5. It is true that this Court in Indore Z. S.B. Bank v. Dy. Registrar 1971 Jab. LJ 650 had held that election of delegates is not a dispute falling under Section 64 because the delegates are not officers, but since then Clause (v) of Section 64 (2) has been amended and now the dispute regarding election of the representatives of the society is also included in this clause and that decision is no longer a good law. Therefore, the petitioners have got an efficacious alternative remedy of raising a dispute before the Registrar or his nominee. It is true that under the proviso to Clause (v) such a dispute could not be raised till the declaration of the result but this is understandable because the election process having already started, the same has to be allowed to be completed and there should be no interference during election. The remedy would be to raise a dispute after the election is over. So normally a petition under Article 226 is not to be entertained unless there are exceptional circumstances under which the remedy under Section 64 may not be adequate, just as some provision of the enactment or the rules are ultra vires of the. Constitution. A Full Bench of this Court in Malam Singh v. Collector, Sehore 1971 MPLJ 531 : (AIR 1971 Madh Pra 195) while considering the provisions of M.P. Gram Panchayats Act, 1962 held that though there is no constitutional bar for exercise of writ jurisdiction in respect of elections to Local Bodies such as, Municipalities, Panchayats and the like, however, as it is desirable to resolve election disputes speedily through the machinery of election petitions, the Court in the exercise of its discretion should always decline to invoke its writ jurisdiction in an election dispute, if the alternative remedy of an election petition is available. Thus, in view of the provisions of the M.P. Panchayats Act, 1962, which provides for an adequate remedy, namely, the remedy of an election petition to be presented after the election is over, for all grievances whether grounded on the ultimate result of the election or upon any interlocutory order passed in the process of election, where that remedy is available, it would not be proper for the High Court to exercise its undoubted powers under Articles 226 & 227 of the Constitution for interfering with an interlocutory order passed during the process of election, save in very exceptional circumstances. The Supreme Court while . considering a case under U.P. Municipalities Act 1916, in Nanhoo Mal v. Hire Mal AIR 1975 SC 2140 held that the election to the office of the President of the Municipal Board could be challenged only according to the procedure prescribed by the U.P. Municipalities Act and that is by means of an election petition presented in accordance with the provisions of the Act and in no other way. An election petition is to be presented after the election is over and there is no remedy provided at any intermediate stage. The jurisdiction to decide the validity of the election of a President is an exclusive one conferred on the District Judge. In the circumstances, there was no room for the High Court exercising its powers under Article 226 in order to set aside the election. The Supreme Court in K.K. Shrivastava v. B.K. Jain AIR 1977 SC 1703 held that it is well settled law that while Article 226 of the Constitution confers a wide power on the High Court there are equally well settled, limitations which this Court has repeatedly pointed out on the exercise of such power. One of them which is relevant for the present case is that where there is an appropriate or equally efficacious remedy the Court should keep its hands off. This is more particularly so where the dispute relates to an election. Still more so where there is a statutorily prescribed remedy which almost reads in mandatory terms. While we need not in this case go to the extent of stating that if there are exceptional or extraordinary circumstances the Court should still refuse to entertain a writ petition, it is perfectly clear that merely because the challenge is to a plurality of returns of elections, therefore a writ petition will lie, is a fallacious argument. It is true that in Bar Council of Delhi v. Surjeet Singh AIR 1980 SC 1612 the Supreme Court did interfere with the election of the Delhi Bar Council because Rule 3 (j) proviso of the Bar Council of Delhi election Rules was found ultra vires and invalid and the remedy of election petition was not an adequate remedy. The view we are taking finds support from a decision of the Indore Bench of this Court in Rajendra Kumar v. State of M. P. M.P. No. 943/83 decided on 21-11-1983 (reported in 1984 CTJ 232 holding that by virtue of Section 64 (1) a dispute relating to elections is required to be referred to the Registrar of Co-operative Societies under Sub-clause (v) of Sub-section (2) and there should be no interference in the process of election after its commencement It is true that in that case the question as to who should be the parties to the dispute in order to attract Section 64 was neither raised nor considered. Obviously, the dispute was between the members of the society regarding election of representatives and the delegates of the society. This decision finds further support from the recent decision of this Court in Phool Singh v. Assistant Ragistrar, Co-operative Societies, Raisen M.P. No. 2649 of 1983, D/- 6-1-1984, that in view of the decision of the Supreme Court in Nanhoo Mal v. Hira Mal (supra) and the Full Bench decision of this Court in Malam Singh v. Collector, Sehore (supra) as also for the further reason that the present petition involves certain disputed questions of fact, this petition does not deserve to be entertained. The petitioners have a remedy of raising a dispute under Section 64 of the Act In the present case also deputed questions of fact are involved as to whether the petitioner 2 was a defaulter and whether the society represented by respondent 11 was also a defaulter. There is also further disputed question whether Shri Guru had completed two terms as a President. The petitioners have not placed any material to show the exact period for which Shri Guru functioned as a President for his second term out of his full term of 3 years. It is true that this Court in Brij Bihari Gupta v. L.L. Khara 1976 MPLJ 302 : (AIR 1976 Madh Pra 156) did interfere in the election of Director in a Cooperative Society by holding that the nomination paper of the petitioner was wrongly rejected but this Court did observe that it is a different matter that the Court may not entertain such a petition and direct the petitioner to approach the Registrar under Sub-section (1) of Section 64 after the election process is completed and the result declared The Court set aside the election on the ground that the petitioner was already admitted and stay granted. However, the Full Bench of this Court and the Supreme Court have held that only in exceptional and extraordinary circumstances the High Court should interfere under Articles 226/227 of the Constitution in an election matter. In view of the preliminary objection being upheld, it is not necessary to go into the merits of the case.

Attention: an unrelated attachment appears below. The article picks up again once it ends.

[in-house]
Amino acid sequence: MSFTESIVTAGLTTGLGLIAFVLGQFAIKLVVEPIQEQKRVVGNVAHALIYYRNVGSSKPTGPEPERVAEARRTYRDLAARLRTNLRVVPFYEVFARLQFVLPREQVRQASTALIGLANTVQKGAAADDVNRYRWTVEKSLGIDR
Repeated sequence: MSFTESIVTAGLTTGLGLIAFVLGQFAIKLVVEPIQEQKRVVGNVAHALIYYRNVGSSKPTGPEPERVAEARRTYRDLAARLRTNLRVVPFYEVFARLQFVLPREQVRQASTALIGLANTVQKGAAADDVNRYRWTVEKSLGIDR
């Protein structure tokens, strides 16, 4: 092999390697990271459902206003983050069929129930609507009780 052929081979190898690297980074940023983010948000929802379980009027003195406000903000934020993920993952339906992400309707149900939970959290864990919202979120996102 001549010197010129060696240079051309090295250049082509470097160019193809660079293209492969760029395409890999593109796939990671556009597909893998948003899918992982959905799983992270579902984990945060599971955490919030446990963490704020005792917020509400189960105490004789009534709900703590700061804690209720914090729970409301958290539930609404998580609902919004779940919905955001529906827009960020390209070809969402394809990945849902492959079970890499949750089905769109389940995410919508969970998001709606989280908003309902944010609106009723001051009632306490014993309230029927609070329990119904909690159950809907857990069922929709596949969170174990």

6. Accordingly, the petitions fail and are dismissed with costs. The ad interim stay granted on 11-6-1984 is vacated. Counsel's fee Rs. 200/-, if certified. The outstanding security amount be refunded to the petitioners.


Save Judgments// Add Notes // Store Search Result sets // Organizer Client Files //